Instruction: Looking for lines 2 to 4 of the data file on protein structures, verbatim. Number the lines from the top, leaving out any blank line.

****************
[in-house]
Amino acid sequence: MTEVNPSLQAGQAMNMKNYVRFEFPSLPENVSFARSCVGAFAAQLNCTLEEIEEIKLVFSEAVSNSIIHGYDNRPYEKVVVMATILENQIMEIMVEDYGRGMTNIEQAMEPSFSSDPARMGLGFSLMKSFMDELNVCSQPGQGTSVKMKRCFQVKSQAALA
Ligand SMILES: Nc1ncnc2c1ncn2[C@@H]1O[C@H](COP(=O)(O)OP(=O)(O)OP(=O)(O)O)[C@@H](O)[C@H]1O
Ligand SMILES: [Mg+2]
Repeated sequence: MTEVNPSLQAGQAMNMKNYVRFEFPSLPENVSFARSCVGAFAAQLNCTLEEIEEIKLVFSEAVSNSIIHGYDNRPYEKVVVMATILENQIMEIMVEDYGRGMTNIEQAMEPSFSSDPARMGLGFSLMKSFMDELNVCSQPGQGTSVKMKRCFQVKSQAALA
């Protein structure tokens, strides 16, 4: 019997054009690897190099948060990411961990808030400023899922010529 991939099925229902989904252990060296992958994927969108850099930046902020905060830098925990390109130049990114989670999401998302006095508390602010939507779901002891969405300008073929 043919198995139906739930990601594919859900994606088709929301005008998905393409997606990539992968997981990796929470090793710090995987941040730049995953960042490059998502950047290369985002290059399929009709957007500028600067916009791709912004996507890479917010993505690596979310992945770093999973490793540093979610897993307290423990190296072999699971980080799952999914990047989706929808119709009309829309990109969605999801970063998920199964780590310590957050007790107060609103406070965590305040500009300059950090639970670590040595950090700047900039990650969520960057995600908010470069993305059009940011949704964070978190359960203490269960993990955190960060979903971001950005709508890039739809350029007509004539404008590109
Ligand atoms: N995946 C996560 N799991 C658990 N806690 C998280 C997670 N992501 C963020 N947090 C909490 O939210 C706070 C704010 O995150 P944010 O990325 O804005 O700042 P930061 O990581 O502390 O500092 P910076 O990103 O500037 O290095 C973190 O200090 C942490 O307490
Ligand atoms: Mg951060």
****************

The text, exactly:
Amino acid sequence: MTEVNPSLQAGQAMNMKNYVRFEFPSLPENVSFARSCVGAFAAQLNCTLEEIEEIKLVFSEAVSNSIIHGYDNRPYEKVVVMATILENQIMEIMVEDYGRGMTNIEQAMEPSFSSDPARMGLGFSLMKSFMDELNVCSQPGQGTSVKMKRCFQVKSQAALA
Ligand SMILES: Nc1ncnc2c1ncn2[C@@H]1O[C@H](COP(=O)(O)OP(=O)(O)OP(=O)(O)O)[C@@H](O)[C@H]1O
Ligand SMILES: [Mg+2]